Cancer Worries for New U.S. Bombs
The U.S. military is working on a small, precise bomb that could hit targets "previously off limits to the warfighter." The problem is, it might cause cancer.
Dense Inert Metal Explosive (DIME) is one of the Air Force Research Laboratory’s responses to the challenge of fighting in an urban environment without hurting innocent bystanders in the process.
Recent news about an airstrike which may have killed civilians, as well as Taliban fighters, highlights the problem. Similar situations have occurred repeatedly in Iraq and Afghanistan; sometimes targets could not be engaged, because of the risk of harming nearby civilians. One option is to use smaller weapons. Another is dropping inert bombs, filled with concrete rather than explosives, to minimize collateral damage.
But what's really required is something which is just as lethal as a standard bomb, but keeps its lethal zone to a minimum. This is exactly what DIME delivers.
DIME is used in the Low Collateral Damage version of the Small Diameter Bomb currently under development. This has a carbon fiber casing which turns into dust rather than creating dangerous fragments. The bomb is filled with explosive mixed with tungsten powder, which becomes micro-shrapnel. The small-sized tungsten particles drag to a halt at about 40 charge diameters. In the case of the SDB, that gives a destructive radius of about 25 feet.
The result is an incredibly destructive blast in a small area, what the Air Force Term "Focused Lethality." The AFRL Munitions Directorate provided this picture of a DIME test, but were unable to discuss the topic. However, I talked to others who have worked in this area. They were consistently awed by the destructive power of the mixture, which causes far more damage than pure explosive within the near field. The impact of the micro-shrapnel seems to cause a similar but more powerful effect than a shockwave.
Early blasts even destroyed test instruments:
Unfortunately, the high-velocity, high temperature inert metal particles found in DIME fills have proved to be extremely damaging to traditional pressure measurement instruments. Hence, new measurement diagnostics had to be developed to investigate DIME formulations.
Because there are no large fragments, Focused Lethality Munitions should not cause a hazard at any great distance. The standard Small Diameter Bomb is claimed to be lethal out to 2,000 feet or more, the Focused Lethality version will have a smaller but deadlier footprint - a 12-gauge compared to a rifle.
Little has been released on the exact effects of DIME explosives, but it’s interesting that a presentation on future munitions illustrates focused lethality with a tank which had been turned on its side by blast. Aimed accurately, it looks like it would be capable of destroying a building completely without damaging the rest of the neighborhood.
Metal powders -- typically aluminum -- have been added to explosives for many years. But those are reactive metals, making the blast even stronger. Tungsten, on the other hand, is inert. So it remains in metallic form and absorbs some of the energy of the explosion. DIME originated in work to increase the density of the explosive mixture, improving the penetrating power of bunker busting bombs. But the bonus effect of the micro-shrapnel proved to be more significant than the increased density.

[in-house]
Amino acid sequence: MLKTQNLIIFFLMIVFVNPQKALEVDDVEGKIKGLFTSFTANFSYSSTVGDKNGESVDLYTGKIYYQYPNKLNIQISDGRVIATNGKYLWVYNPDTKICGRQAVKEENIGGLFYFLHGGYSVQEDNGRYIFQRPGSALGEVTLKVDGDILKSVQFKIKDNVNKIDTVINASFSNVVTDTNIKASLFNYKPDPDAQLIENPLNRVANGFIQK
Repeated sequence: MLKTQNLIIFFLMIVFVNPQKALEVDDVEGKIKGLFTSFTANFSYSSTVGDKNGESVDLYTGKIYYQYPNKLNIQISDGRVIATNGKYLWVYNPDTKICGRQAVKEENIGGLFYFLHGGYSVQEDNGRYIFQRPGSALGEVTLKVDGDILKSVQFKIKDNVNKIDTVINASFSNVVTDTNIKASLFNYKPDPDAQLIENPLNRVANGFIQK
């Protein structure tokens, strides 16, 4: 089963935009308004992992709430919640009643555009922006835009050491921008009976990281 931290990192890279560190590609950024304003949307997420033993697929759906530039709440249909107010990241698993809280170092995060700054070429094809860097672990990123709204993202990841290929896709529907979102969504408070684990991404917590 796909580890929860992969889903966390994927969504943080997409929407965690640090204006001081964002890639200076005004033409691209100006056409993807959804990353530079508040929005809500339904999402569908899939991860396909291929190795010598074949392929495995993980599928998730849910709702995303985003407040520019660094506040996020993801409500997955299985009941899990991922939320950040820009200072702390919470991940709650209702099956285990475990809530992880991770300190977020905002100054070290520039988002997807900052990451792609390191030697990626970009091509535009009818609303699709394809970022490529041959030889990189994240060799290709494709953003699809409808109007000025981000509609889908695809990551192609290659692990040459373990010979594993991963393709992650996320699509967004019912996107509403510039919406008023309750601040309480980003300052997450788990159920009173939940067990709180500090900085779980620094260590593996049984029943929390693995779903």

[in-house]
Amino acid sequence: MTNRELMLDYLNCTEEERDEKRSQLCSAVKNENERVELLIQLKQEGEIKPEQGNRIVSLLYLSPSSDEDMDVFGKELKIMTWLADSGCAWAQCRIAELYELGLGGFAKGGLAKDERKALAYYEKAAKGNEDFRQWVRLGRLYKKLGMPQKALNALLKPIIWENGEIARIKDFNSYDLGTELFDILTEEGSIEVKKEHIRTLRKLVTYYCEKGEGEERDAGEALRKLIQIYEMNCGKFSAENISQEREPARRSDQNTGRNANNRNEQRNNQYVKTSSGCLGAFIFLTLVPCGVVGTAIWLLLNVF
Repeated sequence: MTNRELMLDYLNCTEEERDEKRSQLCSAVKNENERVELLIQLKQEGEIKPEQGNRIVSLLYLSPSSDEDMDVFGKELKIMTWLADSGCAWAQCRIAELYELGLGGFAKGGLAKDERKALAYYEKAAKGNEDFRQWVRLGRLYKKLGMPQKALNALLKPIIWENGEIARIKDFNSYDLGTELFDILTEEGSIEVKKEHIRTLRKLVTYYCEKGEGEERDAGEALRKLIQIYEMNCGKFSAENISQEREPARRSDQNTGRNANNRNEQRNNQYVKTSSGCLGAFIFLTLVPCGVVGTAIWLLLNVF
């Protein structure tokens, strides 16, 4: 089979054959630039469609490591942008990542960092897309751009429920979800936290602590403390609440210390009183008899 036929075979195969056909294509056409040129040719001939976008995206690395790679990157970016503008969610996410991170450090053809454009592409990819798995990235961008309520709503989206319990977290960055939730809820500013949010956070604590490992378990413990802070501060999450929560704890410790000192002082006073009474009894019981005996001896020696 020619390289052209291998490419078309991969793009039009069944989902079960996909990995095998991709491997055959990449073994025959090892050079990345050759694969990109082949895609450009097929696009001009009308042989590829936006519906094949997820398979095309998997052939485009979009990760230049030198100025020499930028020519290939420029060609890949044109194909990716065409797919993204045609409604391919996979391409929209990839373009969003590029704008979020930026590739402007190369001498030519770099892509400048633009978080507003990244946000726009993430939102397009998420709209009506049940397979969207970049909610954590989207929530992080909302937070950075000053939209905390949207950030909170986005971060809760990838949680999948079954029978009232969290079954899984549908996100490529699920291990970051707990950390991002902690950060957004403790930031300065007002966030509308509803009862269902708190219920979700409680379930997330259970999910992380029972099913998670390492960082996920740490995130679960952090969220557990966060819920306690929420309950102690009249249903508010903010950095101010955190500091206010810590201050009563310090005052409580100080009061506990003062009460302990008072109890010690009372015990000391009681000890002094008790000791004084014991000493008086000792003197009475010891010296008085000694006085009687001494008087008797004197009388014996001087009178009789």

According to the Air Force’s FY 2007 Unfunded Priority List, the focused lethality munitions "will be able to prosecute targets previously off limits to the warfighter."
This suggests that they will be used in close proximity to civilians or friendly forces. The only collateral damage may be stray tungsten particles – clumping, or larger particles in the mix might mean some effect outside the focused zone. Would grains of inert tungsten present a problem? According to New Scientist magazine:
In a study designed to simulate shrapnel injuries, pellets of weapons-grade tungsten alloy were implanted in 92 rats. Within five months all the animals developed a rare cancer called rhabdomyosarcoma, according to John Kalinich's team at the Armed Forces Radiobiology Research Institute in Maryland.
92 out of 92 - "tumor yield was 100%" - is a significant result. The full report is here.
I checked with University of Arizona cancer researcher Dr. Mark Witten, quoted in the New Scientist story, to see how things have developed. Dr. Witten is investigating links between tungsten and leukemia, and is concerned about its possible use DIME or other munitions:
"My opinion is that there needs to be much more research on the health effects of tungsten before the military increases its usage."
We don’t know whether a Focused Lethality Munition is likely to result in tungsten particles striking anyone outside the lethal area. Nor do we know the possible environmental impact tungsten powder left afterwards. But given that the Focused Lethality munition will be used in situations which are likely to produce media attention and political repercussions, these should be addressed.
The aims of the Low Collateral Damage program are worthwhile. But unless the issues around tungsten are resolved we could see a repeat of the depleted uranium story. Instead of decreasing controversy, the new weapon might create even more.
UPDATE 05/22/06 1:45PM: Marc Garlasco, senior military analyst at Human Rights Watch comments:
While Human Rights Watch is supportive of the US military's commitment to reducing civilian casualties, collateral damage as they call it, it is unfortunate that these weapons are being developed specifically for use in densely populated areas which may negate the intended effect.